Let’s do our best for mental health

The human brain is an extraordinary thing. When functioning at its highest levels, the brain can produce profound thoughts, innovate scientific breakthroughs that change the course of history and imagine breathtaking forms of art.

Unfortunately, like any other human organ, the brain is not infallible. When the brain malfunctions it can produce unfounded anxiety, bewildering confusion and, at its worse, trigger unprovoked violence.

We owe it those who suffer from mental illness, their families and the communities in which they live to provide mentally ill Americans with the opportunity to receive effective treatment for their condition. That is why I have joined an effort in Congress, led by Rep. Tim Murphy (R-Pa.), to significantly reform our federal mental health policies by becoming a cosponsor of the Helping Families in Mental Health Crisis Act.

This bipartisan legislation is the product of a yearlong congressional investigation that thoroughly examined how the federal government spends $125 billion each year on mental health programs across numerous agencies and departments. Investigators found that the federal agencies in charge of mental health programs all too often fail to use the best available medical treatments and practices, rarely coordinate their actions and hardly engage in data collection to track treatment outcomes.

Any medical treatment is only as good as the science behind it. Incredibly, some agencies responsible for mental health programs, like the Substance Abuse and Mental Health Services Administration (SAMHSA), lack a strong science-based foundation. As the agency within the U.S. Department of Health and Human Services (HHS) tasked with leading public health efforts to advance the behavioral health of the nation, it is alarming that out of the more than 500 employees at SAMHSA, only two are actual medical professionals.

The failings of our mental health programs and policies have translated to a frustrating reality where mass tragedies become commonplace and the mentally ill wind up in the criminal justice system rather than our healthcare system. According to federal statistics, more than half of U.S. prison inmates and at least half of all people fatally shot by law enforcement in our country each year have some sort of mental illness.

Thankfully for taxpayers, the solution is not to throw more money at the problem. The bipartisan Helping Families in Mental Health Crisis Act is an overdue step to fix our mental health system by modernizing federal programs to provide coordinated, science-based mental health treatment.

Instead of heavily relying on institutionalization, our legislation would provide an important substitute for long-term inpatient care by encouraging court-ordered assisted outpatient treatment (AOT). How does AOT work? It is generally an alternative treatment in which a judge orders a qualifying person with symptoms of severe untreated mental illness to abide by an appropriate mental health treatment plan while still living in the community rather than an institution. Medication and other types of mental health treatment are often part of the AOT as well.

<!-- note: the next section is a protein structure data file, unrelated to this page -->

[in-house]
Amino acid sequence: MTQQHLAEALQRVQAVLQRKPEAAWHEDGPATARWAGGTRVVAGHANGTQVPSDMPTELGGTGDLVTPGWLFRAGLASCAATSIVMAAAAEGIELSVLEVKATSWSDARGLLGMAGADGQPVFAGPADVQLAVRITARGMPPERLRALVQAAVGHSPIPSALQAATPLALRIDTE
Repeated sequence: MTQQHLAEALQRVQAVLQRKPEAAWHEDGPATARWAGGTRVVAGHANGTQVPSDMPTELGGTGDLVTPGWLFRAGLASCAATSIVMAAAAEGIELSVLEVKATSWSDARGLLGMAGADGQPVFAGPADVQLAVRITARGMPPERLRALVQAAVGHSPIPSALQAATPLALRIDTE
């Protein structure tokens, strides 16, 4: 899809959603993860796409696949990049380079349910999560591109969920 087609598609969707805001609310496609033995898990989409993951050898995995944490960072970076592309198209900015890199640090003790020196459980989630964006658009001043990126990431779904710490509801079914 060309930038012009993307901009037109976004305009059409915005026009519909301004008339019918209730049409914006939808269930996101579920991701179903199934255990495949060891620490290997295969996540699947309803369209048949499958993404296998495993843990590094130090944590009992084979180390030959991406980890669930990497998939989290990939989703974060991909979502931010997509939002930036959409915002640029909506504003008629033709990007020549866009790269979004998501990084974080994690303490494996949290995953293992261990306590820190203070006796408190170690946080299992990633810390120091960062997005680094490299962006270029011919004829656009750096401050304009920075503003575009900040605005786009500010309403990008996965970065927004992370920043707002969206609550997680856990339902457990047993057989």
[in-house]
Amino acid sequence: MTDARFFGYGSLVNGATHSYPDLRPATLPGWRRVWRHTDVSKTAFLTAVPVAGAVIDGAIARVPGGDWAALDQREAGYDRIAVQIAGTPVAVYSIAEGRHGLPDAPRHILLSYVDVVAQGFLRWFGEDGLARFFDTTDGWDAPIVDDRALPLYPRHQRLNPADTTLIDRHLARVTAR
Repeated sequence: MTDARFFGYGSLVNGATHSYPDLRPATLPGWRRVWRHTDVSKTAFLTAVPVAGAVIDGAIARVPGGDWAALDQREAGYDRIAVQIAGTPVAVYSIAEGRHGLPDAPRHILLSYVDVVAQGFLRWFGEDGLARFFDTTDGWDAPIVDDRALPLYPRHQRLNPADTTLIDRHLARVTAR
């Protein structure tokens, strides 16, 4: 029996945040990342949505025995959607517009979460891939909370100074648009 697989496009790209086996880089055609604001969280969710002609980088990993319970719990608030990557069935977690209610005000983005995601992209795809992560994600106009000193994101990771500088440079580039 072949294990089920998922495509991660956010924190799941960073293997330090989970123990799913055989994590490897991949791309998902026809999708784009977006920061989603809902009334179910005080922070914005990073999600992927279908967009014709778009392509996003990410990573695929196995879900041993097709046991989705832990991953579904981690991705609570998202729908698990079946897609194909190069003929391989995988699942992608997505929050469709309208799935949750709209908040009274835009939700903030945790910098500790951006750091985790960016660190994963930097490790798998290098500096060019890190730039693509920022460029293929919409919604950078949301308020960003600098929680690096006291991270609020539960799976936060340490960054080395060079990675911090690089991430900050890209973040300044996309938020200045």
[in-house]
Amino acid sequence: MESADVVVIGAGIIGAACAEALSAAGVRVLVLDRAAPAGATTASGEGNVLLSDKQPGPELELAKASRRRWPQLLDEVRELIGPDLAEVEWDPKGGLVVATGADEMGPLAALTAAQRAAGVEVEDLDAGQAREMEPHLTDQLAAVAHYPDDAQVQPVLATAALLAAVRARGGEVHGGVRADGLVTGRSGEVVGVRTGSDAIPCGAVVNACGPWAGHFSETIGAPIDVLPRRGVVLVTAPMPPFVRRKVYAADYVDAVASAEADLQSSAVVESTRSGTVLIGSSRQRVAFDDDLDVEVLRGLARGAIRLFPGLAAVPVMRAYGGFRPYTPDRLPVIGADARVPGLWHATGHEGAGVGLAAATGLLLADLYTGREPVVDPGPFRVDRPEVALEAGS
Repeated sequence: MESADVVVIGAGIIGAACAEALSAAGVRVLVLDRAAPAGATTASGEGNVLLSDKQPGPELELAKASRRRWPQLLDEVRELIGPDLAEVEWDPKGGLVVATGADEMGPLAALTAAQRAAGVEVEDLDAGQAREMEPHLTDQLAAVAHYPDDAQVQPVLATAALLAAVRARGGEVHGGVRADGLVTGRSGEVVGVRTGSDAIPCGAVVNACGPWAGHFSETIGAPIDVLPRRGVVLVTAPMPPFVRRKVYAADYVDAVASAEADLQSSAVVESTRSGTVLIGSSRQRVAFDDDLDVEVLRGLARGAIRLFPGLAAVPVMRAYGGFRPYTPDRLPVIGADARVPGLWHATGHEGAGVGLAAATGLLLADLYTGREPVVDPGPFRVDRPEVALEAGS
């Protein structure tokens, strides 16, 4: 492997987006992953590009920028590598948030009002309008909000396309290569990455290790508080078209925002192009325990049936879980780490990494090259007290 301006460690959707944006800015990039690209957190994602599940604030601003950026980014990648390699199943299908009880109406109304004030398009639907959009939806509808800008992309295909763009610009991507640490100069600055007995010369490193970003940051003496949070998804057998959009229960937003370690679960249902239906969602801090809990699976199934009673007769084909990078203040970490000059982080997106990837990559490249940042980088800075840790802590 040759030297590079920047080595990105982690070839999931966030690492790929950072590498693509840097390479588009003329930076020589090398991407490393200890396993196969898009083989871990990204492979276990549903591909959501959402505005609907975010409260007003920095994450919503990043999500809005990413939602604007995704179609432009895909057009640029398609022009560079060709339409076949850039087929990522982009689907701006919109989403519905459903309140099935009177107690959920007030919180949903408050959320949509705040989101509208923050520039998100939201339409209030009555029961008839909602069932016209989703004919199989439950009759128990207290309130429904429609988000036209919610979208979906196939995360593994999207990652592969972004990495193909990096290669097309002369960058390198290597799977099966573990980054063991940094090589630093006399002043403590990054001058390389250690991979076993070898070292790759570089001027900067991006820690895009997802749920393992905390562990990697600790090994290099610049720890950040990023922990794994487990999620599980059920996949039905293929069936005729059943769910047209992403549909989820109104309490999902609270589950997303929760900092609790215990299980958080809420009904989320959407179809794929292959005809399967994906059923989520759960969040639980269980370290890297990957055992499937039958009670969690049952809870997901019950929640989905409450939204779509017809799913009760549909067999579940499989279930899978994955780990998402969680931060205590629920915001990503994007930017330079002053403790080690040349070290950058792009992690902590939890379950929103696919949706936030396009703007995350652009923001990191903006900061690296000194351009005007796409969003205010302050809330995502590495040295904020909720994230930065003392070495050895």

Communities that have utilized AOT have found promising results. In New York, mental health treatment costs dropped by 43 percent in the first year after AOT was initiated and the odds of arrest for those who were participating in AOT were nearly two-thirds lower than for those who weren’t.

The bill also stresses the need to enhance the science behind mental health treatment by establishing a high-ranking, dedicated position within the Department of Health and Human Services to apply and optimize evidence-based models of care to all relevant federal programs. We also authorize the Brain Research through Advancing Innovative Neurotechnologies (BRAIN) Initiative, which will be overseen by the National Institutes of Health and could revolutionize our understanding of the human brain and potentially lead to great advances in how we care for the mentally ill.

Medicare and Medicaid reimbursement policies have resulted in a dramatic decrease in the number of psychiatric beds in the U.S. Fifty years ago we had more than 500,000 inpatient psychiatric beds nationwide; today, there are less than 50,000. By making specific, focused exceptions, our bill will increase access to care facilities for the most serious patients with a mental illness.

On top of fixing our mental health programs, we must also make sure we have the policies in place to care for those with an illness. As we’ve seen, physicians and colleges withhold information about serious changes in mental health conditions of young adults from their parents and loved ones because of complex federal privacy rules and regulations. Our bill makes responsible modifications to those rules to ensure that parents and physicians can work together in creating the best care plan possible for their families.

Our nation’s mental health system hasn’t seen significant reform since former President John F. Kennedy established community mental health centers 51 years ago. I believe the Helping Families in Mental Health Crisis Act takes the essential steps in fixing our disjointed and ineffective federal policies, and in turn makes a huge stride in improving the level of treatment for mental illness.

Should this legislation be passed into law, there is no doubt that the collective health of our entire country will find itself in a better place.
Calvert has represented southern California congressional districts since 1993. He sits on the Appropriations and Budget committees.